Greg Bear was born in 1951 and published his first short story sixteen years later. His first novel was published in 1979, and his most famous novels, Blood Music and Eon, emerged during the eighties and have now become established classics.
Hal Cousins's investigations into prehistoric life forms lead him to nearly discovering the secret of longevity and mark him as a target by competing scientists, unscrupulous officials, and a mysterious mastermind. As Cousins tries to piece together fragments of precious clues, he uncovers a dark and deadly conspiracy that spans generations and continents. The author of Darwin's Radio continues to break new ground in imaginative and too-plausible sf, combining nonstop action and hard science to produce a powerful biotech-thriller that is both timely and frightening. A priority purchase for all sf collections. [Previewed in Prepub Alert, LJ 9/1/01.] Copyright 2001 Cahners Business Information.
'Greg Bear has written an excellent thriller and one that easily ranks alongside Marathon Man or The Odessa File ... From start to finish this startling science thriller trying to guess ...an enjoyable and extremely readable thriller' Enigma 'A chilling air of highly infectious paranoia ... alarmingly proficient cross-genre thriller makes The X-Files feel curiously tame and is surely destined for cult success' Starburst 'Brilliantly playing on our fears about government conspiracies, Bear's remarkable thriller combines extremely authoritative scholarship with impressive page-turning skills' Starlog 'Whatever Bear touches turns epic ... rarely have I felt so much the presence of great events' THE TIMES 'Darwin's Radio is a tense technothriller in the Michael Crichton vein ... But it's got a disturbing twist ... profoundly unsettling.' NEW SCIENTIST 'Greg Bear's Darwin's Radio is one of the most intelligent and original thrillers of recent years ... a suspense novel that pushes a lot of contemporary buttons ... this season's most convincing candidate for a bestselling thriller ... As with his other books, the special pleasures of Bear's writing come from its interaction of Big Ideas with more down-to-earth human issues ... Bear is one of a handful of writers in the field who manage both the complexity of the intellectual material and the solidity and depth of feeling required for a 'novel of ideas' to be a real novel.' LOCUS 'Greg Bear builds a neat conspiracy, back-tracking the entire 20th century as he ties politics, war and atrocity into humanity's next upgrade. Real page-turning stuff' SFX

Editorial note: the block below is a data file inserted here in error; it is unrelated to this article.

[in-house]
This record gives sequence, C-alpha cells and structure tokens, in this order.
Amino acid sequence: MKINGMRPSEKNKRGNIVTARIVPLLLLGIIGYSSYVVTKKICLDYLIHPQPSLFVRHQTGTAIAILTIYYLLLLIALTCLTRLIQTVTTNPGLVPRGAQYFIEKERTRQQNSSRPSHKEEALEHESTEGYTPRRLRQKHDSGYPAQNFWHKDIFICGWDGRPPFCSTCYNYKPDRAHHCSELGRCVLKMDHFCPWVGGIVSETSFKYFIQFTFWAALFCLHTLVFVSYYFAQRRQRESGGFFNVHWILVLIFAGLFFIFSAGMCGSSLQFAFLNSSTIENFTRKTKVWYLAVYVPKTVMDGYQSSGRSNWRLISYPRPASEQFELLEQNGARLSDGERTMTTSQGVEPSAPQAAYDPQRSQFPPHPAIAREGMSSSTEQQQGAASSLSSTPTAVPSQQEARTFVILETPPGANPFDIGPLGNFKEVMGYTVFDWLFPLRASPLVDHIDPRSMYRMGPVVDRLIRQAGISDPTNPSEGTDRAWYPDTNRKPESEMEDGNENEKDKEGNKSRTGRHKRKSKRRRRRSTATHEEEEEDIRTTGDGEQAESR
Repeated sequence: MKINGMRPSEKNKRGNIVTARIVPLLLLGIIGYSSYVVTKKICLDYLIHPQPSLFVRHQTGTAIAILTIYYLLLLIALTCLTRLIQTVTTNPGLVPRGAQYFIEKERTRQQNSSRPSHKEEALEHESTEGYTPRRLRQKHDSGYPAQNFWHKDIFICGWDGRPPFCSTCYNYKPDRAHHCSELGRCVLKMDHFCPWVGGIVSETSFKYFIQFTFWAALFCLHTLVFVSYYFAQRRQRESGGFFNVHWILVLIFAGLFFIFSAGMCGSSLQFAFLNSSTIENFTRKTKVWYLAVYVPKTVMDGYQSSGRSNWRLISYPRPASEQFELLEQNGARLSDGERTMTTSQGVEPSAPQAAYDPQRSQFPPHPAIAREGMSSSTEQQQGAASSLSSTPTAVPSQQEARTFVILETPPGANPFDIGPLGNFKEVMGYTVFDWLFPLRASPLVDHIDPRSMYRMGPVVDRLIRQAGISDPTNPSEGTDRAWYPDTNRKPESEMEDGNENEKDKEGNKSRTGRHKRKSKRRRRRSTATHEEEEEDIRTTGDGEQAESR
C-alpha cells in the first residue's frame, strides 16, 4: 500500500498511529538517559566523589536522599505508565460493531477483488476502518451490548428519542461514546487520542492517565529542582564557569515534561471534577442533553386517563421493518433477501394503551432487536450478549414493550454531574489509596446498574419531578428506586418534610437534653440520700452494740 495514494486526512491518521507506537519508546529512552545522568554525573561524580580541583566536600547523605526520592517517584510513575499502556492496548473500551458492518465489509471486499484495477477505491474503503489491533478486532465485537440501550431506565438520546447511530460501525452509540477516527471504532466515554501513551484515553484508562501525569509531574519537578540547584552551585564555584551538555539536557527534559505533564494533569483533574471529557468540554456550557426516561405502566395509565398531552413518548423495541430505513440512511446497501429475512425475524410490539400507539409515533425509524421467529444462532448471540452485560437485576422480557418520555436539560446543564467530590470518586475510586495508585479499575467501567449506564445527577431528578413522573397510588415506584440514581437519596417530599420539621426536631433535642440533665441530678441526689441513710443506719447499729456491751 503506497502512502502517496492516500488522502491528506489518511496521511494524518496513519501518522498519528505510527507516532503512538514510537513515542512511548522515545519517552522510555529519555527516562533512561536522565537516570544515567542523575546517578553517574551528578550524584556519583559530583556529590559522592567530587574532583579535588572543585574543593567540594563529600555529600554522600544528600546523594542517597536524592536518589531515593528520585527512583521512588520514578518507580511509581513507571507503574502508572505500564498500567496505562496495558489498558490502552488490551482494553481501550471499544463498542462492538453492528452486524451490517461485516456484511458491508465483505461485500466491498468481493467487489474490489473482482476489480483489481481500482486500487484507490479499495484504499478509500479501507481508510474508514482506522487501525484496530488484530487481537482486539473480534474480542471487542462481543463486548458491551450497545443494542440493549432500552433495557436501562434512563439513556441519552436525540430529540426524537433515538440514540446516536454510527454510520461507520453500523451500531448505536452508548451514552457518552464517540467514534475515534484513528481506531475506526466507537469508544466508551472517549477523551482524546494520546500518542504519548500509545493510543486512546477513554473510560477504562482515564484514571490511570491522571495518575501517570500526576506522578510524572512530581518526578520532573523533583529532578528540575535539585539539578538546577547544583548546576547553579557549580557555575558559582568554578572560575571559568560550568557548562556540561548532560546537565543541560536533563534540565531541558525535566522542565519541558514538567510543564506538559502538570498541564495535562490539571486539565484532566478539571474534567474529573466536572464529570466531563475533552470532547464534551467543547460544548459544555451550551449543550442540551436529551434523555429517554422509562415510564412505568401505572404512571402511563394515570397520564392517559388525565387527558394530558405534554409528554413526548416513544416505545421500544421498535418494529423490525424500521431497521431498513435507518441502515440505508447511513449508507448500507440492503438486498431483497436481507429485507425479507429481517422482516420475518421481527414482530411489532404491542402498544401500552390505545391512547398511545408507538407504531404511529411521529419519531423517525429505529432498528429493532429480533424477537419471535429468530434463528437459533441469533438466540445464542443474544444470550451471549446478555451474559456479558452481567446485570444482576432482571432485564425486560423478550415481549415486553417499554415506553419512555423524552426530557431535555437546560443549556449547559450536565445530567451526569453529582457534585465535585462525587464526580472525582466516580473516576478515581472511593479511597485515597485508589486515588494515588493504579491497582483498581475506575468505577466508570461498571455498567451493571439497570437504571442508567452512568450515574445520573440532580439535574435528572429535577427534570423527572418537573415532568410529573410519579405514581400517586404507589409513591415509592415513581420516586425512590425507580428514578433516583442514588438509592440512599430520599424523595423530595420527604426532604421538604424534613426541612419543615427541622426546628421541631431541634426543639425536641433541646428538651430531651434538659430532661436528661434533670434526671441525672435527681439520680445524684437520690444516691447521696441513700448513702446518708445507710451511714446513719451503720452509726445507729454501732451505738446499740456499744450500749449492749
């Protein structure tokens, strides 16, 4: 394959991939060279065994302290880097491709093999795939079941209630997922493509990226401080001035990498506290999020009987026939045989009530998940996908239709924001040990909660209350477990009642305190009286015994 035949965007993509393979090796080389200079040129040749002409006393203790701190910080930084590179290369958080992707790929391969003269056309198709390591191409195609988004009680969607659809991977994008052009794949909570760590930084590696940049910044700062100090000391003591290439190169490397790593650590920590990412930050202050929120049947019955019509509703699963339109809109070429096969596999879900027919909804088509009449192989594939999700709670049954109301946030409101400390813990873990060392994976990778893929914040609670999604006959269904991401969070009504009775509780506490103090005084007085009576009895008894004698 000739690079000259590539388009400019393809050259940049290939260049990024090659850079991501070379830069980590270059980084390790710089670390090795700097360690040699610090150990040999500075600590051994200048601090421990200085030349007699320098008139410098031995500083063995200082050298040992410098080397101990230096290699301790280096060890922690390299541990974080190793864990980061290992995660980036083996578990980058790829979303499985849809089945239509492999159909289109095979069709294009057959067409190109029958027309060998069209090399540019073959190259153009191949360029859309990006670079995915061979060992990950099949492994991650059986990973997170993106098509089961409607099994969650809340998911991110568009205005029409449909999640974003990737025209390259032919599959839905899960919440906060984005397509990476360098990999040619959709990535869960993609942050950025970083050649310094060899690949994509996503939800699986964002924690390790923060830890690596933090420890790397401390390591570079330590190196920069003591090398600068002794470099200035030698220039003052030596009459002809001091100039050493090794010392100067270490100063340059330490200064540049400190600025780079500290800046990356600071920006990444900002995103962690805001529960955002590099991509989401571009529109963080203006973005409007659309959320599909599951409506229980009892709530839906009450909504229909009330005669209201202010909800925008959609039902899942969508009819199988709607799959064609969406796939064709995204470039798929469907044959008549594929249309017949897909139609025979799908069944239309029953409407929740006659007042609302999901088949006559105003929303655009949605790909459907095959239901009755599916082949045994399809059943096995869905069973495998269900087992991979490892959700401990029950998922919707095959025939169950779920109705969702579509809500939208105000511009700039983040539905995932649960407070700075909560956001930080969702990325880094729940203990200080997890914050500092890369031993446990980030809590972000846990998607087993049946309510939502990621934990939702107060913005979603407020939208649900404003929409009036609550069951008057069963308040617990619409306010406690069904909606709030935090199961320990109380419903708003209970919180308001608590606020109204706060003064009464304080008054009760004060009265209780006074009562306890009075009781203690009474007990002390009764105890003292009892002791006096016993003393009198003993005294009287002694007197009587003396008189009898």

Bear's last novel, Darwin's Radio, won the 2000 Nebula for Best Novel. This inspired but disjointed SF thriller probably won't, though you wouldn't know that from rave blurbs by Tess Gerritsen, Stephen Baxter and David Brin. The book starts strong, with narrator Hal Cousins deep ocean diving in search of Vendobionts, primitive organisms harboring primitive bacteria that he hopes will catalyze his scientific quest for human immortality. Hal finds his Vendobionts, but as the sphere carrying him and his pilot ascends toward the surface, the pilot inexplicably attacks Hal, then the sphere. All survive, but soon after Hal learns that his twin brother, Rob, has been murdered. Both Hal and Rob had been pursuing similar paths to immortality, involving research into bacteria that colonize our bodies and that factor greatly in human life span; this research has brought them both into contact with a vast conspiracy called Silk, engineered by ex-Soviet scientists, that permits mind control through bacterial manipulation, with the trigger bacteria now infecting much of the world's population, including the U.S. president. If all this sounds far-fetched, it is, though the science is sound, and Bear doesn't make it more believable with flourishes such as a spooky Silk research facility in the middle of Manhattan hiding the immortal bodies of Russian elite including Stalin, and a book-ending assault on the seaborne headquarters of Silk; these and other narrative gambits smack of the Bond ethos at its hokiest. The novel is further undercut by Bear's confusing choice to alternate narrative duties between Hal and the former naval intelligence officer whom he turns to for help. Still, Bear creates strong characters and makes his pages fly, and his many fans will likely wallow happily in his paranoid vision. 8-city author tour; simultaneous BDD Audio. (On sale Jan. 2) Copyright 2001 Cahners Business Information.